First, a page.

Wisconsin teens among the nation's inaugural class of female Eagle Scouts

MILWAUKEE (CBS 58) -- Four local girls have made history as some of the first-ever female Eagle Scouts.

The teenagers, from Three Harbors Council, BSA, will be honored on Sunday, Feb. 21 during a Facebook Live ceremony celebrating their "service, leadership and groundbreaking accomplishments," according to a press release.

The scouts honored include:

Annie Scheidt, (Racine) - Scouts BSA Troop 218 chartered to the Oak Creek Lions Club
For her Eagle Scout Service Project, Annie constructed two notice/display boards for the Racine
County Pony Club (RCPC). The boards will provide RCPC with areas to display information used
during horse shows, clinics, and community outreach events.
Cassie Scheidt, (Racine) - Scouts BSA Troop 218 chartered to the Oak Creek Lions Club
For her Eagle Scout Service Project, Cassie built a mulched viewing area with three octagonal
picnic tables and benches at the RCPC. The project created a viewing area for the outdoor arena
and a great location to hold day camps and outreach programs.
Annastasia Wischki, (Saukville) - Scouts BSA Troop 338 chartered to VFW Post 11038 in

For her Eagle Scout Service Project, Annastasia designed and built a serenity circle garden in the
nature center of her church, Alliance Bible Church. The garden is themed with three areas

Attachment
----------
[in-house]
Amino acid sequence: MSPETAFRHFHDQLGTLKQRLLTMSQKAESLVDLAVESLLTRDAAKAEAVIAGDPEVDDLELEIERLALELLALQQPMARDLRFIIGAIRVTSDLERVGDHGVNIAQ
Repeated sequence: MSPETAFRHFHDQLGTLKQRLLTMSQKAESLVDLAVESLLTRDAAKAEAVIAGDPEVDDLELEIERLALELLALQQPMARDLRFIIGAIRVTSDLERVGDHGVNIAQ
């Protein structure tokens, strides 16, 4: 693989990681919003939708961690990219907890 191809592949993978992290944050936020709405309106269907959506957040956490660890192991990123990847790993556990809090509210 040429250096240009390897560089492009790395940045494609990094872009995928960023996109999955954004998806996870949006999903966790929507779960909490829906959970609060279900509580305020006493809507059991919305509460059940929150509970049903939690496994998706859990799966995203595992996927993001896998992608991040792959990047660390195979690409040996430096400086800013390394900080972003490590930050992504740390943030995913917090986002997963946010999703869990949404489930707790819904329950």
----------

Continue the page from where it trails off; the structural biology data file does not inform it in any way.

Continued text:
including reflection globes, wind chimes, birdhouses, and feeders. The entire garden was
landscaped with flowers, greenery, and benches.
Jaisyn Daher , (Caledonia) - Scouts BSA Troop 2002 chartered to the Bartlett Youth
Foundation in Racine

For her Eagle Scout Service Project, Jaisyn installed an American flag collection box at the
Bartlett Youth Foundation. To inform the community about this new resource, she created an
informational door hanger and organized volunteers to deliver the hangers door-to-door. Jaisyn
also provided training to her Troop and youth center on how to properly conduct a flag retirement 

“Earning the rank of Eagle Scout takes hard work and perseverance, and we are honored to recognize Annie, Cassie, Annastasia and Jaisyn for this significant accomplishment,” said Andrew Hardin, scout executive of Three Harbors Council, BSA. “Along the journey to Eagle Scout, Scouts learn new skills, overcome obstacles and demonstrate leadership among their peers and in their communities. These benefits are invaluable for everyone, and we are thrilled that they are now available to even more youth.”

In recent years, BSA began welcoming girls first into Cub Scouts and then into Scouts BSA last February.

Since then, tens of thousands of young women throughout Wisconsin and across the country have joined.

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